Nisuke Ando Japan *
Fausto Pocar Italy
Waleed Sadi Jordan *
Laurel Francis Jamaica
Birame N'Diaye Senegal
Rajsoomer Lallah Mauritius
Bertil Wennergren Sweden
Rosalyn Higgins UK *
Vojin Dimitrijevic Yugoslavia *
Marco Tulio Bruni Celli Venezuela
* Countries that have not signed and ratified the First Optional Protocol, which allows their citizens to take complaints to the UN Human Rights Committee.
Italics: countries designated by Freedom House as either not free or only partly free.
Members of the Committee on Human Rights are elected by secret ballot from a list of persons nominated by Governments which have ratified the International Convention on Civil and Political Rights.
UN Committee on the Elimination of Racial Discrimination
(The Keating Government decided Australians could take complaints to this Committee in February, 1993.)
M J Yutzis Argentina *
Hamzat Ahmadu Nigeria *
Ivan Garvalov Bulgaria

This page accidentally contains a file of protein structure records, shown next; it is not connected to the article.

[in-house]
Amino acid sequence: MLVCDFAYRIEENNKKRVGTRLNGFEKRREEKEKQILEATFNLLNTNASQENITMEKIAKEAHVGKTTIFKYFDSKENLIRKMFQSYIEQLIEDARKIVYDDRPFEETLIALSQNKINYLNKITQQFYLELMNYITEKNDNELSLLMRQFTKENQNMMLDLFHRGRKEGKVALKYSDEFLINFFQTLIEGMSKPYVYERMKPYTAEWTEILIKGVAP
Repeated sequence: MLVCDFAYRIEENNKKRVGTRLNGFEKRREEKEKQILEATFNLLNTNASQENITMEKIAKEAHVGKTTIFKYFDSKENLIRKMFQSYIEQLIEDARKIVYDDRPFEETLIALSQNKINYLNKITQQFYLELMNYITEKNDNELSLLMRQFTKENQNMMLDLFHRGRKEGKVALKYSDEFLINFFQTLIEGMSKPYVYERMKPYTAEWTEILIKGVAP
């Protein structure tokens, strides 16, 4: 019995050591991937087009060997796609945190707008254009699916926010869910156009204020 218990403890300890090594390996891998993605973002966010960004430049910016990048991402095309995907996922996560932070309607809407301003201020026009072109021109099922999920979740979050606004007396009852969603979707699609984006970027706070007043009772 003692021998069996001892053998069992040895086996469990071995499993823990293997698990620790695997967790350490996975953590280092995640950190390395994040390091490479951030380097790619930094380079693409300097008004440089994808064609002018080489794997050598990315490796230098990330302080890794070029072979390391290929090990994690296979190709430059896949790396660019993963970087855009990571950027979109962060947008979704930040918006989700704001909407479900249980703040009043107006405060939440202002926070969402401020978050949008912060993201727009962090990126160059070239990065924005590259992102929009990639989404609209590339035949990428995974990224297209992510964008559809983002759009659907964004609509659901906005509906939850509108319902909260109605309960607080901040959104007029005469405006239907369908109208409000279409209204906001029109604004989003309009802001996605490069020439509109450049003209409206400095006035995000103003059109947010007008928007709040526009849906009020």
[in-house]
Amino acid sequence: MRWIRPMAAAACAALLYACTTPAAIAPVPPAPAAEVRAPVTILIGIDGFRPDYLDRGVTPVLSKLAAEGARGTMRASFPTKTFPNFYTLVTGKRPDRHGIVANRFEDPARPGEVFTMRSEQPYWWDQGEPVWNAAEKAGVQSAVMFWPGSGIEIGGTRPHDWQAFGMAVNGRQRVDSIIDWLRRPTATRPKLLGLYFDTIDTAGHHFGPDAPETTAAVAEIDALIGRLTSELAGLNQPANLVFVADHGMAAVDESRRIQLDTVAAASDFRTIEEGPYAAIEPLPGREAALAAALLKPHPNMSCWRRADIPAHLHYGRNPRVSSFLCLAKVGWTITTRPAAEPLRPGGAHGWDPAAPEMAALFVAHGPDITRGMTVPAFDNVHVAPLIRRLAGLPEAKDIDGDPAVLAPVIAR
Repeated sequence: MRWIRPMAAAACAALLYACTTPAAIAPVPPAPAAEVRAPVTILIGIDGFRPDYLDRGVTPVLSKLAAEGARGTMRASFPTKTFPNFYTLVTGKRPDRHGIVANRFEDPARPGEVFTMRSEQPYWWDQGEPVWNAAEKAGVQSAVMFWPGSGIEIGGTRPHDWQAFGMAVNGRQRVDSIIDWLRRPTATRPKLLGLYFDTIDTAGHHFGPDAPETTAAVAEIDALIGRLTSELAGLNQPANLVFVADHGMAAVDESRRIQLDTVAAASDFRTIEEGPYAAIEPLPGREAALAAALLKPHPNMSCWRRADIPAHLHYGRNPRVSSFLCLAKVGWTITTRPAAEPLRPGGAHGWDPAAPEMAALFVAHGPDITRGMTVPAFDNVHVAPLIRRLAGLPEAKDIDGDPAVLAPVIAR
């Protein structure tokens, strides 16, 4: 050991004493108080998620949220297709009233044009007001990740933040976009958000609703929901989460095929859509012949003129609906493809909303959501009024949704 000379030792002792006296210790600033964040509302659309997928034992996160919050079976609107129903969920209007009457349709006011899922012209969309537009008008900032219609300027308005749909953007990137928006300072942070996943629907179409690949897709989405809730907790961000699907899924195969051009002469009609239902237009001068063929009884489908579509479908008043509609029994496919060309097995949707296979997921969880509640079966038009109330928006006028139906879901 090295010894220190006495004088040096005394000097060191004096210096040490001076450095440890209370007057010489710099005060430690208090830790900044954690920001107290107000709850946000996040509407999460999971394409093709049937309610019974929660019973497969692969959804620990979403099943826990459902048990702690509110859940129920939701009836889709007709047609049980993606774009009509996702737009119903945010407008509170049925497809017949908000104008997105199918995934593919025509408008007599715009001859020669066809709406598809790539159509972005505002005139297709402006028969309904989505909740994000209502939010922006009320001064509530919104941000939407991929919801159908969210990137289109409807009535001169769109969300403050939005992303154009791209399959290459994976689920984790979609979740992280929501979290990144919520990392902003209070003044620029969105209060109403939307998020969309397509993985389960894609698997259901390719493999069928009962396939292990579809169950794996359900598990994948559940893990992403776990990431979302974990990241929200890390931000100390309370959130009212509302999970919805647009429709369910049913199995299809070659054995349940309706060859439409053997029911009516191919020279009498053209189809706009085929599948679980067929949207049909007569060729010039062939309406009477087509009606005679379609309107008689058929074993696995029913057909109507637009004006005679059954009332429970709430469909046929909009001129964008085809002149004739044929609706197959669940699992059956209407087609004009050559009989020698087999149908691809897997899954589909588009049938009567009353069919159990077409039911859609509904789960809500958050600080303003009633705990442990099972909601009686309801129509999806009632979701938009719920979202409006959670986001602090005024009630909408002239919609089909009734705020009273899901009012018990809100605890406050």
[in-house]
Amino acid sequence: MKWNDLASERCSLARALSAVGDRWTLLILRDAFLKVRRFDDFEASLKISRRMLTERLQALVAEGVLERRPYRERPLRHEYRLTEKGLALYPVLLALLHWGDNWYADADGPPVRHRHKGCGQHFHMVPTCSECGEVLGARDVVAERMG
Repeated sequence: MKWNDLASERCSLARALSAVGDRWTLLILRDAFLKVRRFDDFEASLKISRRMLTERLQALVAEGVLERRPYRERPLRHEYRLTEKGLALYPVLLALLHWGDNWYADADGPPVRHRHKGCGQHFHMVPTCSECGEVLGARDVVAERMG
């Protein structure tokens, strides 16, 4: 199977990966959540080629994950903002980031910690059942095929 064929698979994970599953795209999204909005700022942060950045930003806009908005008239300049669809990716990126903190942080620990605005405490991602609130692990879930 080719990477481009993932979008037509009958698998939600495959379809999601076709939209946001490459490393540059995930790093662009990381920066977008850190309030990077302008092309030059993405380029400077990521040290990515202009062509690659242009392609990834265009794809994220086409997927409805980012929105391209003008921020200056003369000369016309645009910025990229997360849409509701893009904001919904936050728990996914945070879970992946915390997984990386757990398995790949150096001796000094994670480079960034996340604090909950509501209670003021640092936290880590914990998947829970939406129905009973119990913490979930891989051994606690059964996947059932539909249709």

Andrew Chigovera Zimbabwe *
Songu Shuhua China *
Mahmoud Aboul-Nasr Egypt *
Valencia Rodriguez Ecuador
Michael P Banton UK *
Shanti Sadiq Ali India *
Carlos L Hevia Cuba *
T Van Boven Netherlands
Agha Shahi Pakistan *
E Ferrero Costa Peru
Ion Diaconu Romania *
Michael E Sherifis Cyprus
Regis de Gouttes France
Yuri A Rechetov Russian Fed.
Rudiger Wolfram Germany *
* Countries that have not ratified Article 14 allowing complaints from their own citizens to the Committee.
Italics: countries designated by Freedom House as either not free or only partly free.
Members of the CERD Committee are elected by secret ballot from a list of persons nominated by countries which have ratified the International Convention on the Elimination of All Forms of Racial Discrimination.
UN Committee Against Torture
(The Keating Government decided Australians could take complaints to this Committee in February, 1993.)
Alexis D Mouelle Cameroon *
Julia Iliopoulos-Strangas Greece
Mukunda Regmi Nepal *
Bent Sorensen Denmark
Alexander M Yakovlev Russian Fed
Ricardo G Laverdra Argentina
Peter T Burns Canada
Fawzi El Ibrashi Egypt *
Hassib Ben Ammar Tunisia
Hugo Lorenzo Uruguay
* Countries that have not ratified Article 22 allowing complaints from their own citizens to the Committee.
Italics: countries designated by Freedom House as either not free or only partly free.
Members of the Committee Against Torture are elected by countries which have ratified the Convention Against Torture and Other Cruel, Inhuman or Degrading Treatment or Punishment. Each country may nominate one person from among its own nationals.